In 1994, Dr Goro Eguchi of the Shokei Educational Institution, Japan, and Panagiotis Tsonis at the University of Dayton, Ohio, decided to investigate this apparently magical ability for real. In the lab, they cut open the  eye of a live Japanese fire-bellied newt (Cynops pyrrhogaster) and removed the lens to see if it would regenerate. It did, perfectly. And not from residual lens tissue but from epithelial cells in the iris. So they did it again. And again. Over the course of sixteen years, they cut out the newt’s eye no fewer than eighteen times. And each time, the poor newt grew it back, fresh, complete, in fully working order. The eye of a newt half its age. 

Dr Tsonis is quoted in one article as pointing out the ‘good news’ from this study: once we fully understand it, he says, ‘age will not be a problem’ in terms of, for example, wound repair. After all, he says, ‘old people need regeneration, not young ones.’

Perhaps it is no wonder that ‘eye of newt’ is an essential ingredient for the most famous magic potion in history: the hell-broth Macbeth’s witches boil up in order to reveal the future. It is no surprise that the future foretold involves hubris, nemesis and murder most foul. 

*

The palmate newt slithered from Paul’s hand and dropped back into the water with an audible plop. I registered the sound with delight, and a silent prayer of thanks for the miracle of hearing. For many months after returning to England after 20 years living in urban India, my most overused word was ‘sorry’. I wasn’t apologising: with a rising intonation it was shorthand for ‘I didn’t hear that, please could you repeat what you just said?’ It had slowly (surprisingly slowly) dawned on me that I might be going deaf. Words were muffled, mumbled, and people spoke so softly I couldn’t catch them. I stumbled through social situations mostly guessing what they were likely to have said, and I was right often enough to get away with it – just about. 

Mostly, I let it slide. I didn’t want to acknowledge it: and it was far easier to pretend that I was fine. But I wasn’t. 

Walking in the countryside, someone would point out a particular bird’s song, and I would nod and smile, making my eyes go wide in recognition, unable to hear a thing. These situations left me feeling simultaneously helpless, isolated, tearful and stoic.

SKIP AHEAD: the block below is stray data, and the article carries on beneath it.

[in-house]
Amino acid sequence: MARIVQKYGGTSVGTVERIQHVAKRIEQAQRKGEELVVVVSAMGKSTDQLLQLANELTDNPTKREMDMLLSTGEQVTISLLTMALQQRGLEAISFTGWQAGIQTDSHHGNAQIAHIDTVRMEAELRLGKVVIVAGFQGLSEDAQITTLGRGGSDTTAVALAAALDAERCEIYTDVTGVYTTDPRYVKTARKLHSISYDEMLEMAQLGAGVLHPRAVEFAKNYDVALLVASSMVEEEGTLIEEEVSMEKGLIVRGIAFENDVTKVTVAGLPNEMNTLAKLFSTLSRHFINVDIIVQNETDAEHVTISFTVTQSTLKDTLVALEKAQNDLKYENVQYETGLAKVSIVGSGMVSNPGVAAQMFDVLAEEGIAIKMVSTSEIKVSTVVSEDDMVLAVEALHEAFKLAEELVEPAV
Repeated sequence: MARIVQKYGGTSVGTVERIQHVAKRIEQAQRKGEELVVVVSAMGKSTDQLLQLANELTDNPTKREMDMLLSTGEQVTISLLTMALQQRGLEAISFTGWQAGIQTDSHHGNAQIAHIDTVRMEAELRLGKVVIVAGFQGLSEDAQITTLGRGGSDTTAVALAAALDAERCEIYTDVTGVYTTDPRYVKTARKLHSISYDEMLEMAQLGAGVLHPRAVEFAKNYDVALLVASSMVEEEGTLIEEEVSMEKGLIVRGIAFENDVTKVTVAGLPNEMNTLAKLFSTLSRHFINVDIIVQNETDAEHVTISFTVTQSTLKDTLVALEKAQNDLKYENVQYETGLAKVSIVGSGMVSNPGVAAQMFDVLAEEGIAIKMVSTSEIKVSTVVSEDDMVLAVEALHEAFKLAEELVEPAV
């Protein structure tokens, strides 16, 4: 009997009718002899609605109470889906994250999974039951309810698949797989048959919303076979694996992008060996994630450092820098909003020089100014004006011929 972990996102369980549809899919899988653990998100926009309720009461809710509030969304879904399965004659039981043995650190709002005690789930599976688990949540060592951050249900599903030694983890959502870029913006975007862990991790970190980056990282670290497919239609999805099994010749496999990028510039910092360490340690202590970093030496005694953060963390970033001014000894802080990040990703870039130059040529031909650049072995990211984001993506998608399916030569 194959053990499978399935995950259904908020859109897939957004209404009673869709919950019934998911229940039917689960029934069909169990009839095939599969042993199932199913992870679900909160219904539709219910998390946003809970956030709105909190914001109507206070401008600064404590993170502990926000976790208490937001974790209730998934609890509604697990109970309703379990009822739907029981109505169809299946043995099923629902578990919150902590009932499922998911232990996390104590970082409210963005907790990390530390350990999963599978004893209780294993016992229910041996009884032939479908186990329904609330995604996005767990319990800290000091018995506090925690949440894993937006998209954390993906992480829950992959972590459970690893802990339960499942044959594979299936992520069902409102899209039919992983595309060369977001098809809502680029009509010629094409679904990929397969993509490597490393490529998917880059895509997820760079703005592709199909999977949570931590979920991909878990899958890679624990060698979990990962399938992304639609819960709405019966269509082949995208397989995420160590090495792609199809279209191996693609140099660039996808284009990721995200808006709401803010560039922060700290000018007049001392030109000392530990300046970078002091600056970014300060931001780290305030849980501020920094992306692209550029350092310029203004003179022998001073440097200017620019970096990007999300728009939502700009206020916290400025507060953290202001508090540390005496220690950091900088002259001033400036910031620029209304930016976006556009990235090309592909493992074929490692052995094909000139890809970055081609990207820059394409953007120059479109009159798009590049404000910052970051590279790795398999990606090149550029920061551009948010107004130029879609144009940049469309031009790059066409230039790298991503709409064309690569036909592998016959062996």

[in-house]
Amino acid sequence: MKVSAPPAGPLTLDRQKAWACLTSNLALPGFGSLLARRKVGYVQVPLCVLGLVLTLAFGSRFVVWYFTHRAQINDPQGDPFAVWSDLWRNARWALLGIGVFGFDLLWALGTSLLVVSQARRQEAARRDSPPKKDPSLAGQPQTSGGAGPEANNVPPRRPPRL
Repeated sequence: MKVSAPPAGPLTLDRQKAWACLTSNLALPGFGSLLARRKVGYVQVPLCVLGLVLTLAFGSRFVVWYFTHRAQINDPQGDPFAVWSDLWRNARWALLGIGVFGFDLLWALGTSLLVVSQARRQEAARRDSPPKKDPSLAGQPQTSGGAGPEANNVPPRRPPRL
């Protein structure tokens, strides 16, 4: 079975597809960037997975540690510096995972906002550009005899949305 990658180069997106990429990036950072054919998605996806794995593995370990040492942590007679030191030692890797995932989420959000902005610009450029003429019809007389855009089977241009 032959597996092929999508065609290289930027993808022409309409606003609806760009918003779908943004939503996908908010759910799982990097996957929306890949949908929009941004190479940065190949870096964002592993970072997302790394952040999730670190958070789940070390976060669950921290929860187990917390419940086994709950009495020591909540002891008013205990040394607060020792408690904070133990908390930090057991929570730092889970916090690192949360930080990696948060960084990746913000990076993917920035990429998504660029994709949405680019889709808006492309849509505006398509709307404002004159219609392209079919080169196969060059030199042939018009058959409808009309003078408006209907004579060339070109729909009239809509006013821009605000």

In Delhi, I had been – like everyone there is – battered by the constant barrage of noise. Construction machinery, air conditioners, whirring, clanking fans, inverters and power generators, and over and above everything the constant roar and honk and shriek of traffic. You have to raise your voice to be heard at all, everyday conversations are held at a pitch normally reserved for crowded bars, and in crowded bars, you have to yell. The commonest reaction to India for travellers from the West is its sensory overload. The colours, the noise, the tastes, the crowds – love it, or hate it, the experience can be overwhelming. To cope, you have to desensitise, you have to be pretty thick-skinned. 

After a year of living in rural Somerset, Delhi lived on in the space between my ears as a thin, residual whine of tinnitus, and I felt trapped behind the glass wall of my deafness. 

After a year of living in rural Somerset, Delhi lived on in the space between my ears as a thin, residual whine of tinnitus, and I felt trapped behind the glass wall of my deafness. 

I went to a doctor, who referred me to our local hospital, where I was subjected to a barrage of tests, identifying bleeps and blips of varying pitch and intensity in padded rooms. Scanning the results, the audiologist frowned over his half-moon spectacles and asked if I knew why this had happened. 

‘I think it’s because I have spent the last 20 years living in one of the noisiest cities on the planet.’

‘Hmm,’ he said, nodding. ‘For this pattern of hearing loss, that sounds about right.’

I was fitted for a hearing aid, which made everything edgier and worse. I heard the world as a live radio broadcast streamed to the inside of my head. It was horrid. 

Better to leave it out, and fumble my way through the twilight world of best guesses and lip-reading, I decided. Then one day, about a year later, I was standing in a wood in Dorset on my own and I felt a tap-tap-tap in my inner ear and then another, like someone knocking softly. Suddenly I could hear a bird, deep in the wood, singing. 

It was less like someone had just turned the volume up and more like a barrier – that had been gradually weakening – had come down. I kept the news to myself, hardly daring to hope. But three years on, here I was listening without artificial aid to the sound of the English spring night. My ears are by no means perfect, but the armour-plating that I had erected to protect the delicate drums and the tiny vibrating bones of my inner ears against the relentless battering ram of Indian urban life seemed to have finally been dismantled.